The EU’s Digital Operational Resilience Act (DORA) explained
The Digital Operational Resilience Act (DORA) (not to be confused with Google’s DevOps Research and Assessment Metrics, also called DORA) aims to establish a universal framework for managing and mitigating IT risk in the financial sector. The Directive aims to develop a European approach that fosters technological development and ensures financial stability and consumer protection. In short, providing a safety net for mission-critical services affected by the fallout of major digital service failures.
Financial services organizations are expected to be fully compliant by 2025; not an easy feat given that most are relentlessly focused on making progress against risky, costly and massively resource-intensive initiatives like application modernization and cloud migration. The slew of recent media articles surrounding tech outages, poorly executed migrations and data security breaches shows just how difficult it is to maintain operational continuity during times of technological transition.
In this article, we will dive into the key aspects of DORA, its objectives, and the implications it holds for software development teams within financial services companies. Then we’ll take a closer look at how AI platforms, like Diffblue Cover, can help engineering organizations more easily adhere to DORA - and prevent costly IT migration and modernization disasters.
How DORA affects software development teams
Here are 9 ways technical leaders and their teams will be affected:
1. Stricter Security Standards
DORA places a strong emphasis on cybersecurity. Software engineers will need to adopt robust security practices and incorporate security into the software development lifecycle. This includes implementing encryption, authentication, and access control measures to protect sensitive data.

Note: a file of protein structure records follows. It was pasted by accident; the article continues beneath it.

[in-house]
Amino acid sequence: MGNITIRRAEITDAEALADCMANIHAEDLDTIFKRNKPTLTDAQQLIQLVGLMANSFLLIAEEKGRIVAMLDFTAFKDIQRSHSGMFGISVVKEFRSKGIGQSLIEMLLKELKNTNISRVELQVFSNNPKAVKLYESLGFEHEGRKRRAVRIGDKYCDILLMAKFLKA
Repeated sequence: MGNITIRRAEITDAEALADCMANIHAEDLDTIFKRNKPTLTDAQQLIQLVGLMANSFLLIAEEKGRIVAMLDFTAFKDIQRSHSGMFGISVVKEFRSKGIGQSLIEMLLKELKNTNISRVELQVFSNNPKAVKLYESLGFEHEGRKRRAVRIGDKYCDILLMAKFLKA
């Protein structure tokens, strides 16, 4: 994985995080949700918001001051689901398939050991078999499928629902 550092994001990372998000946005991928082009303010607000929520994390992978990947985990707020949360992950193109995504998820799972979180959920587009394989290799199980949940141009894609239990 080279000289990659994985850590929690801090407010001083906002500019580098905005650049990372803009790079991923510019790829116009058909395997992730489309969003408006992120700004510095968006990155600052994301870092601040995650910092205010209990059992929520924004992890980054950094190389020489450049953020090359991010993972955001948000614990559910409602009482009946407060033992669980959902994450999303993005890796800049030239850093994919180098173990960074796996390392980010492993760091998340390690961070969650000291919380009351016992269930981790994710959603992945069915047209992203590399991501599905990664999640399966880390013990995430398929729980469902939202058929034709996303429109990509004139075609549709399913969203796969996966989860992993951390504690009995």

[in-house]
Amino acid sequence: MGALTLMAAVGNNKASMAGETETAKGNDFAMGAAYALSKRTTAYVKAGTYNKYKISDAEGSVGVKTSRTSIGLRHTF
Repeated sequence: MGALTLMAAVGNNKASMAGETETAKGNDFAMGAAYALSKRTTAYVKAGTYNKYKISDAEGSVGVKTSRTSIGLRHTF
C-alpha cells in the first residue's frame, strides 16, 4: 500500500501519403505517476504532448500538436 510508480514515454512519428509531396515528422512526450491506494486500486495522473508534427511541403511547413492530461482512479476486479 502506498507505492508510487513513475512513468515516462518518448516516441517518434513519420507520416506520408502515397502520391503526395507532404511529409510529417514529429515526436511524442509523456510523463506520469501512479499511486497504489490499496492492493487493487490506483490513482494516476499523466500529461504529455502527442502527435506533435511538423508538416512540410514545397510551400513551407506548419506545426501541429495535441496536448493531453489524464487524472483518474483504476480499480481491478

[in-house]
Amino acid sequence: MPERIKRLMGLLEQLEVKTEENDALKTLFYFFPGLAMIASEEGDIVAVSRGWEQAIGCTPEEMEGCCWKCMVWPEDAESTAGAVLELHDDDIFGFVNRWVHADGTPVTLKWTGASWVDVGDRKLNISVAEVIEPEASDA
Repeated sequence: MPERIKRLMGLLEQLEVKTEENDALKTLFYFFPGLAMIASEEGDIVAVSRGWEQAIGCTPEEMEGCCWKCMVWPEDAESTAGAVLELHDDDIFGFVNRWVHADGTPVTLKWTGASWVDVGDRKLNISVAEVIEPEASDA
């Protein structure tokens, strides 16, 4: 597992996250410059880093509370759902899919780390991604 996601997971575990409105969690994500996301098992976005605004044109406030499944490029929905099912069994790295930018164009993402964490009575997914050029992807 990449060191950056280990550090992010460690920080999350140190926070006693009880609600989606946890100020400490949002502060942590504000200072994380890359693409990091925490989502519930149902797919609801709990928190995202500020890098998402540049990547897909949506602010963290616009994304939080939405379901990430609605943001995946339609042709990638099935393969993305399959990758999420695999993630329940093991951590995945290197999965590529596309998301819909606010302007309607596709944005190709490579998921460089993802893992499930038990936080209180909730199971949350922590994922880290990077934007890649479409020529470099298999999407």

2. Thorough Testing and Scenario Analysis
Code quality will become more important than ever before, in order to ensure high degrees of operational resilience. In many cases this will require increased testing frequency, higher code quality gates and being able to remediate regressions and defects quicker.
3. Incident Response Planning
Operational teams responsible for DevSecOps will play a vital role in developing incident response plans. They will need to create protocols for quickly addressing and mitigating incidents, such as cyberattacks, software failures, and other operational disruptions.
4. Use of Third-Party Software and Service Providers
Financial institutions must evaluate and manage risks associated with third-party software and service providers. Software engineering teams will be involved in assessing the security and operational resilience of these external solutions and ensuring that they meet DORA’s requirements.
5. Documentation and Reporting
DORA mandates clear documentation and reporting of incidents, including their root causes and impacts. Software engineering teams will need to maintain detailed records and provide input for reporting when incidents occur.
6. Oversight and Accountability
Technical leaders may face greater scrutiny from internal and external auditors and regulatory authorities. They will be held accountable for the integrity and resilience of the software systems they develop.
7. Resource Allocation